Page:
TCO International is a global team of 50 consultants and executive coaches, with regional hubs in Bologna, Cambridge, and Mexico City. As Chief Digital Officer, a key focus of my work is to improve how our team collaborates.
We have dozens of client projects happening simultaneously — which means lots of details to sort through and very little time to go searching for files. Most of our team members work virtually and we share materials and tools. In other words, collaborating efficiently is absolutely essential for what we do.
We all knew where our own stuff was…but we struggled with projects we worked on together. I realized that if we didn’t do something soon, this could have an impact on our relationships and productivity company-wide.
We weren’t just looking for a new “tool.” What we really needed was a collaboration solution that encouraged teamwork. After months of research, we decided on Redbooth.
There were many aspects of Redbooth that made it attractive to us. One of my favorites was the comprehensive list of integrations. Since it would be my job to get everyone on board, these integrations meant that my team members could continue using some of their favorite software programs in coordination with Redbooth. In fact, not only could they keep using them, but Redbooth made them even better.
We also liked that Redbooth was an all-in-one solution: instead of onboarding my team to five or six different collaboration and communication apps, we would have a single unified platform.
3 Winning Strategies for Onboarding
Ultimately, there were four winning strategies that I used to get my team at TCO onto Redbooth and to accelerate our success.
When you find your team at this “liminal” in-between stage, I would encourage you to choose one or more of these strategies and customize it to fit your organization’s unique culture and needs.
1. Use familiar frameworks to build bridges
At TCO International, all of us have something interesting in common: we’ve all relocated to a new country. Because this was a common touchpoint for us all, I decided to use it as a way to help them think about getting comfortable with Redbooth. I explained that the Redbooth help section was their “guidebook,” and joked that real-time chat was where they could interview locals on customs and culture.
Through fun emails and workshops, I helped them see that our move to Redbooth was like a virtual team relocation. Like traveling to a new country, keeping an open mind and having a sense of curiosity will pay off.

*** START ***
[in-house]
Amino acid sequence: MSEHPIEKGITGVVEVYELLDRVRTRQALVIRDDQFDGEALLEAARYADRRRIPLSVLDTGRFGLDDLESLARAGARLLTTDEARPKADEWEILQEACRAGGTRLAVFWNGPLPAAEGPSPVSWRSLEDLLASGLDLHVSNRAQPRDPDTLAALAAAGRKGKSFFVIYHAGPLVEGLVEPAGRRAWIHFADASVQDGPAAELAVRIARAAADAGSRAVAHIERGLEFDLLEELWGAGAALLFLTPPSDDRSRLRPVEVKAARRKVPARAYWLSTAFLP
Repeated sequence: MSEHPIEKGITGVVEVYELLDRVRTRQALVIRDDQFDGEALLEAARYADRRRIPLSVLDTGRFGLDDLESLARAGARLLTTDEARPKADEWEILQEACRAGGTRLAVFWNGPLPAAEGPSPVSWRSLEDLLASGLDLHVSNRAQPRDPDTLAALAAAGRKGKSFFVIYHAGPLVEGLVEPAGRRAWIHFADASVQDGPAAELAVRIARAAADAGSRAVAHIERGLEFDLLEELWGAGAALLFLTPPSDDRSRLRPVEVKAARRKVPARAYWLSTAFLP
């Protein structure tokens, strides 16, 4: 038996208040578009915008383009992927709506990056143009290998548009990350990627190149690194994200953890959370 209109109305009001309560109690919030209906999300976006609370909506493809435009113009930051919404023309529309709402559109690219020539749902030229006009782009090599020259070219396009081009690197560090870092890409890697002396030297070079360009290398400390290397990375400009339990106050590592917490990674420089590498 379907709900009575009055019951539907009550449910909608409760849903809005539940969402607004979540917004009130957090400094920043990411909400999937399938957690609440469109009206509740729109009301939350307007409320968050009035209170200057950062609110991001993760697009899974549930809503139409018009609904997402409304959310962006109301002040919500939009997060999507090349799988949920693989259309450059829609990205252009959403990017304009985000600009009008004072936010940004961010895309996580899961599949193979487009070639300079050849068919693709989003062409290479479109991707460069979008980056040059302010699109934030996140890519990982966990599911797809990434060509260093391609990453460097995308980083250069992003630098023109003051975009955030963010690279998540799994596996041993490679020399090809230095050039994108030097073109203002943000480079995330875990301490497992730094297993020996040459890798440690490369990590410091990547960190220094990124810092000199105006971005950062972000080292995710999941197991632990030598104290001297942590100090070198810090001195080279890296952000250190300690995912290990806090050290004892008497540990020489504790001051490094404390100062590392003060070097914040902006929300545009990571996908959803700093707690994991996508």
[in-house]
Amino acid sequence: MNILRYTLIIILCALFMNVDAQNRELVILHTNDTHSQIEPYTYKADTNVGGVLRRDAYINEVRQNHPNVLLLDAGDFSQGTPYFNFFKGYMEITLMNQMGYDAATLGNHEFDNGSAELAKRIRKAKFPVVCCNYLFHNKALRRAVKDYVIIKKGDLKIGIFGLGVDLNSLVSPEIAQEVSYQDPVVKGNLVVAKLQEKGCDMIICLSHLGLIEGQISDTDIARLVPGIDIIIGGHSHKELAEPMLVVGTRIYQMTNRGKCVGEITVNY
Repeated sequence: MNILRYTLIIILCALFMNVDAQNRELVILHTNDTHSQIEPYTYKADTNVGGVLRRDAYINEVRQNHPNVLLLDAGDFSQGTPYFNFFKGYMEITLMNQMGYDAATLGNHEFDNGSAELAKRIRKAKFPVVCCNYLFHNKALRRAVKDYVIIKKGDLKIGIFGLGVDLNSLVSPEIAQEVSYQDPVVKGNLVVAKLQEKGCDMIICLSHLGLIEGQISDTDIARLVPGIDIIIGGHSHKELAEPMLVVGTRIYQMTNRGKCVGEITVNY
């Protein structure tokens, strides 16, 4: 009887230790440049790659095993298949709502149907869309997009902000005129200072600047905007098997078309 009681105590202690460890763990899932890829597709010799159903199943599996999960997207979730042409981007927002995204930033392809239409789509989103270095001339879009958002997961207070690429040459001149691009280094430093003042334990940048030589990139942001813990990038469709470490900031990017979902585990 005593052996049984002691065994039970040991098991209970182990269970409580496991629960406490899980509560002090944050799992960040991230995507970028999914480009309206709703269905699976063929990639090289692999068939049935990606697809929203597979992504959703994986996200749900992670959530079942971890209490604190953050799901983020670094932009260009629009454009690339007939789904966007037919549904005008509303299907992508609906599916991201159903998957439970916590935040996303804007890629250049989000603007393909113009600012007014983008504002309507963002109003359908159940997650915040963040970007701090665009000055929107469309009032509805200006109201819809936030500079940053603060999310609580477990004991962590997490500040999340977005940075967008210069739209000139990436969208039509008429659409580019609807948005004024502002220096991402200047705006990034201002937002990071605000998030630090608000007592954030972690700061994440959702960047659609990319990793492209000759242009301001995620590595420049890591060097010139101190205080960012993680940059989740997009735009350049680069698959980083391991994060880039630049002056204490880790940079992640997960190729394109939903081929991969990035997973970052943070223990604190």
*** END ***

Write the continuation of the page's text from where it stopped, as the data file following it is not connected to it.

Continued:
Think about what kinds of experiences and reference points your colleagues have in common. See if there are familiar themes or shared experiences you can draw on to help them feel more at home in Redbooth.
Pro tip: If your colleagues are addicted to email, help them set up the Outlook or Gmail integrations. It’s easy to do and will enable them to convert emails into tasks — and create new tasks — without having to leave their inbox.
2. Take advantage of Redbooth’s training opportunities
Redbooth has an entire team — the Customer Success Team! — dedicated to helping new and existing Redbooth users get up to speed. They were happy to work with our team. When we ran out of ideas, they had solutions ready to share with us.
Our Customer Success expert helped us identify which features were most relevant for our team’s needs. When we made requests to customize the projects, they did so right away and followed up with a team training call where they introduced us to our shared workspaces.
We found the trainings to be very valuable, especially because the ones we had were designed specifically for us.
Pro tip: People come out of a training excited to use what they’ve learned. So you’ve got to reinforce that learning after the training while the excitement is still in the air! As trial champion, come up with a short, enjoyable follow-up assignment for everyone who attended the training.
3. Nominate “feature champions”
Champions can come in various forms. Yes, I was the trial champion — but I wasn’t the only person quickly developing Redbooth expertise. It soon became clear that certain colleagues had a special affinity for certain features.
I created a list of Redbooth’s features and kept track of who was using each of them especially well. This way, I could assign feature champions to support other team members who wanted to learn how to use a specific feature better.
It was also empowering for the feature champions and increased their sense of buy-in. Essentially, everyone had the opportunity to be an expert in a certain area — and to learn from a colleague as well.
At TCO, we’ve found that using Redbooth to collaborate has brought new life to relationships with key clients. We have a number of new coaching programs launching soon, so we are saying good-bye to our old systems and using Redbooth to run and operate all aspects of these new initiatives.
The thing about successful onboarding is that, ultimately, it’s a quiet success. Team collaboration improves. Productivity increases. And people quickly forget how frustrating their old patched-together collaboration solutions were. Just like moving to a new country, what initially felt new now feels like home.
This post is excerpted from “Onboarding Our Virtual Global Team to Redbooth: Lessons from a Successful Trial Champion” by Vanessa Shaw. In addition to the 4 strategies described here, the report addresses the importance of understanding “liminality” in the onboarding process and onboarding traps to watch out for. Read the full report, no registration required »